Wednesday, Jul 28, 2021, 17:16 iOS: Software

iOS 15's 4th Beta: Facial Recognition Should Be Able To Prevent Apple Wallet Identity Theft

This June at the WWDC, Apple announced that iPhone users would be able to save their personal identification and driver's licenses to the Wallet app. The feature will be released and tested in The United States first, before making its way across the pond and to other countries throughout the world. However, there have been difficulties integrating the feature even in The United States, where some states have opted not to support digital identification.

Identity Theft & Digital Identification
A big problem with digital identification is the potential for identity theft. If a criminal can add a copy of another individual's identity to their own phone, without the knowledge of the original owner, then they'd essentially be able to steal the other person's identity. However, the new Wallet feature hasn't even been released as of iOS 15's 4th beta (released just recently for developers), although there are new indications of how Apple plans to combat identity theft within the operating system's description files.



Facial Recognition Vs. Identity Theft
9to5Mac recently discovered that Apple plans to use facial recognition in order to compare the photo on an ID or driver's license with that of the device user. There are numerous strings in iOS 15's 4th beta documenting as much. In the first step of the process, the user simply captures a picture of their own face – then the user is asked to close their eyes until the iPhone vibrates. Afterwards, iOS 15 prompts the user to open their mouth and raise their eyebrows. The comparison of the photo on the identification card or driver's license and the captured photo takes place on the respective device and not on any of Apple's own servers.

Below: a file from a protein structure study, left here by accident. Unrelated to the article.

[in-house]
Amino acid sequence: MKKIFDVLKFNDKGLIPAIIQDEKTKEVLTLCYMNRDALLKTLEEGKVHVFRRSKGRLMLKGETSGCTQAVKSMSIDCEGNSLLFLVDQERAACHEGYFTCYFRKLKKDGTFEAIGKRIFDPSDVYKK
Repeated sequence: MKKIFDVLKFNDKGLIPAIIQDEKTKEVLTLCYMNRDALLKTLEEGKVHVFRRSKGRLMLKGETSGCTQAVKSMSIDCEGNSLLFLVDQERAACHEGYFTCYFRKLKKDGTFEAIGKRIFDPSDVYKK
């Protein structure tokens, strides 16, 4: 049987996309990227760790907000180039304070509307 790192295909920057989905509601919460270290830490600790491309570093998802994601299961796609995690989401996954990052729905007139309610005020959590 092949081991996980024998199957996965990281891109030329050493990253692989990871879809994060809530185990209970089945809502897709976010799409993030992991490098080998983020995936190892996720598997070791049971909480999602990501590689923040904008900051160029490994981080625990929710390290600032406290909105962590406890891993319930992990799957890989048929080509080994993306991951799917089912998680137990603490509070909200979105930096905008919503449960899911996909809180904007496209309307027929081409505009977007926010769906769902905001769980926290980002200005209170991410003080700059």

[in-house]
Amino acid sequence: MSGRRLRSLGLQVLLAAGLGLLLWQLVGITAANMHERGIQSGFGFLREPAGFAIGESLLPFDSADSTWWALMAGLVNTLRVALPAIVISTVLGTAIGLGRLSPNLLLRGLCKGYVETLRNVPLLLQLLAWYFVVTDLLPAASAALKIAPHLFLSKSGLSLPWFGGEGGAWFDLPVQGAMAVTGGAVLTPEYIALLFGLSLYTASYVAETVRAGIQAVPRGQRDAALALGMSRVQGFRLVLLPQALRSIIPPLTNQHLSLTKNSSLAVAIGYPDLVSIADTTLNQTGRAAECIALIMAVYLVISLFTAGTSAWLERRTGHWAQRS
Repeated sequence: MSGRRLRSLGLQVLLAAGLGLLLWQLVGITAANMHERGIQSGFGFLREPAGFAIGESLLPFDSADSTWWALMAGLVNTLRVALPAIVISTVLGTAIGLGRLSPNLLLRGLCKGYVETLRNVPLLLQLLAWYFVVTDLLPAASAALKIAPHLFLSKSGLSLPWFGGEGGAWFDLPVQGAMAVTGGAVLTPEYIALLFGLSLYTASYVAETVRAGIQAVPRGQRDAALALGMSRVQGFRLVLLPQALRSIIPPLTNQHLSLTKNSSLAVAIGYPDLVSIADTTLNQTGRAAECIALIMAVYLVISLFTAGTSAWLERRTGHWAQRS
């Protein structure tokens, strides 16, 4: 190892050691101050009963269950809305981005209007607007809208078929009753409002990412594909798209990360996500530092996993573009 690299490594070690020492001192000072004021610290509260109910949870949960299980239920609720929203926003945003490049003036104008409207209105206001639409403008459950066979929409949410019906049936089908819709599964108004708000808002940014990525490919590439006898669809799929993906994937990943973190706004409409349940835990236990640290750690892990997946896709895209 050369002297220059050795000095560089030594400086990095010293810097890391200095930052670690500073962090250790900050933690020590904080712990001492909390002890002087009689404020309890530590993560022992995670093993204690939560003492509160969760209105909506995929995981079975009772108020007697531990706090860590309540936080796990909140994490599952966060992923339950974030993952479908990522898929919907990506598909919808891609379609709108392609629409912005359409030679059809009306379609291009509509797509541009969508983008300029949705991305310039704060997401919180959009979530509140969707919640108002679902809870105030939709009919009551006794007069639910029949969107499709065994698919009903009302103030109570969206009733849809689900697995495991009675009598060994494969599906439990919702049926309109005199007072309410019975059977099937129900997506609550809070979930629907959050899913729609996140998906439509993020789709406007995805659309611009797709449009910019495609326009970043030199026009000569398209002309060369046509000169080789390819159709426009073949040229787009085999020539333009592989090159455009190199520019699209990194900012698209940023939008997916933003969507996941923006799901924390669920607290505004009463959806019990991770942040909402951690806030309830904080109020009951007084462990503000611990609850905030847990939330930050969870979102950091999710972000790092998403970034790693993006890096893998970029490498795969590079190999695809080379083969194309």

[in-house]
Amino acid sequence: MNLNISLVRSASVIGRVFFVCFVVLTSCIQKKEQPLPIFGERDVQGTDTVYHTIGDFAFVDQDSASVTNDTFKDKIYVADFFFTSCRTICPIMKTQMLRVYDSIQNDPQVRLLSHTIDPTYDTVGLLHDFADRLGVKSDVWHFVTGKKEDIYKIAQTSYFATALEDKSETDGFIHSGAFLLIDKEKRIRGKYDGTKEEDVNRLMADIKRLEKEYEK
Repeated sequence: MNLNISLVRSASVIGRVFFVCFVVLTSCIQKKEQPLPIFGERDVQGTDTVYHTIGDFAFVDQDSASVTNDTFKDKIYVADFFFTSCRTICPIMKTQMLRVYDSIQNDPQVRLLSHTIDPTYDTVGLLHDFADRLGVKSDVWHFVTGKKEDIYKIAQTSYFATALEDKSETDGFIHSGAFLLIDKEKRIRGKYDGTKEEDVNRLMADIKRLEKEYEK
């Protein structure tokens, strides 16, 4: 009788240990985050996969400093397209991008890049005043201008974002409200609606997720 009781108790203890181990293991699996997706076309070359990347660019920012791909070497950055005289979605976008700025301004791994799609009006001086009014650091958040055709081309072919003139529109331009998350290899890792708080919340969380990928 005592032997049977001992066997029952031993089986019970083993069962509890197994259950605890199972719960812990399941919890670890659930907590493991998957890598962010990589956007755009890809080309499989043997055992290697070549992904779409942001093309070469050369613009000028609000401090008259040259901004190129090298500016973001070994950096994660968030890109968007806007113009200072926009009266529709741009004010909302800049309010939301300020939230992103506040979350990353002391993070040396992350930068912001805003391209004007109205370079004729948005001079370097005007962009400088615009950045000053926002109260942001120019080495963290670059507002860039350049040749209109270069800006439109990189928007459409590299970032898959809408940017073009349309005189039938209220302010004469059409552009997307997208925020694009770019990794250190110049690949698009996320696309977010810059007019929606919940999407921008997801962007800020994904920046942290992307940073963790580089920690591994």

Not 100% Secure – But With Hurdles For Identity Thieves
Thus, identity theft with Apple's Wallet app will occur best when the victim is entirely unaware that their means of identification has been copied. The aforementioned security process via facial recognition can probably be tricked with enough time and knowledge, however, a "quick" copying and theft of someone else's ID is essentially prevented under the previously mentioned process. Apple hasn't yet documented which sensors will be used for the specific facial recognition process. However, it's to be assumed that Apple will use implement these sensors on iPhones with Face ID to guarantee that the face in the first step isn't simply a photo but the actual face of a person.

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